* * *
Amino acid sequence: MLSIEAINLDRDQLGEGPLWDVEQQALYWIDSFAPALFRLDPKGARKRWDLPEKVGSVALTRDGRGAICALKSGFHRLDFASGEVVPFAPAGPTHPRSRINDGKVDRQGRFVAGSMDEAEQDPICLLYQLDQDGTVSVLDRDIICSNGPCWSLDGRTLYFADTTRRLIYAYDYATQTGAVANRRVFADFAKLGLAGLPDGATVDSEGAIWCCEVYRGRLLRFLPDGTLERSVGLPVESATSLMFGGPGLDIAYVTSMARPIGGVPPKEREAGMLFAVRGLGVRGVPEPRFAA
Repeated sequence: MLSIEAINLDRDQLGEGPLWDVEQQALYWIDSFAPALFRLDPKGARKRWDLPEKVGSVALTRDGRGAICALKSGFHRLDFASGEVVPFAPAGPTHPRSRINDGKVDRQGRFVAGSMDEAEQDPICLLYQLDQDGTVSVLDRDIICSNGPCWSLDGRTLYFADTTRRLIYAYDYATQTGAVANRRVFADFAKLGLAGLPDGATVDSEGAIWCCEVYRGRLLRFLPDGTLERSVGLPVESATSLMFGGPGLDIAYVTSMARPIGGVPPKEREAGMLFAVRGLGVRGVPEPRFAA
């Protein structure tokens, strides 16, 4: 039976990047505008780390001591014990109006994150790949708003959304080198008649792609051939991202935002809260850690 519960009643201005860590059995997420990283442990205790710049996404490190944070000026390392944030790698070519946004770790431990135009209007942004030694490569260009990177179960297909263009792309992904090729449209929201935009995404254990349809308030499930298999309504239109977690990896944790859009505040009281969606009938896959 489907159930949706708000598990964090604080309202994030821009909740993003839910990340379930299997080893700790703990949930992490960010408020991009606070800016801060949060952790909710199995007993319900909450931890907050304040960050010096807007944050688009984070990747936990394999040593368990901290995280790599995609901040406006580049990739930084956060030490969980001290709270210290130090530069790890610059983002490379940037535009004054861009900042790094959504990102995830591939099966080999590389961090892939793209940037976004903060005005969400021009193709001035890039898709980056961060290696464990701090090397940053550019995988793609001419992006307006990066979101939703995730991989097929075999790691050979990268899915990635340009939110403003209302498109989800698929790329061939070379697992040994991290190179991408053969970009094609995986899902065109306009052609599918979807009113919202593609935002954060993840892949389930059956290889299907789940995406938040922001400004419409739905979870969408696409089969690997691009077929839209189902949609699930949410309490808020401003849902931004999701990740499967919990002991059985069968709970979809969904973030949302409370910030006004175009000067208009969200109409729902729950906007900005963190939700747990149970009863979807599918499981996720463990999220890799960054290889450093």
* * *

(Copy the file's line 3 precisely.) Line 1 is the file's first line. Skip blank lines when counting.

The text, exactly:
């Protein structure tokens, strides 16, 4: 039976990047505008780390001591014990109006994150790949708003959304080198008649792609051939991202935002809260850690 519960009643201005860590059995997420990283442990205790710049996404490190944070000026390392944030790698070519946004770790431990135009209007942004030694490569260009990177179960297909263009792309992904090729449209929201935009995404254990349809308030499930298999309504239109977690990896944790859009505040009281969606009938896959 489907159930949706708000598990964090604080309202994030821009909740993003839910990340379930299997080893700790703990949930992490960010408020991009606070800016801060949060952790909710199995007993319900909450931890907050304040960050010096807007944050688009984070990747936990394999040593368990901290995280790599995609901040406006580049990739930084956060030490969980001290709270210290130090530069790890610059983002490379940037535009004054861009900042790094959504990102995830591939099966080999590389961090892939793209940037976004903060005005969400021009193709001035890039898709980056961060290696464990701090090397940053550019995988793609001419992006307006990066979101939703995730991989097929075999790691050979990268899915990635340009939110403003209302498109989800698929790329061939070379697992040994991290190179991408053969970009094609995986899902065109306009052609599918979807009113919202593609935002954060993840892949389930059956290889299907789940995406938040922001400004419409739905979870969408696409089969690997691009077929839209189902949609699930949410309490808020401003849902931004999701990740499967919990002991059985069968709970979809969904973030949302409370910030006004175009000067208009969200109409729902729950906007900005963190939700747990149970009863979807599918499981996720463990999220890799960054290889450093």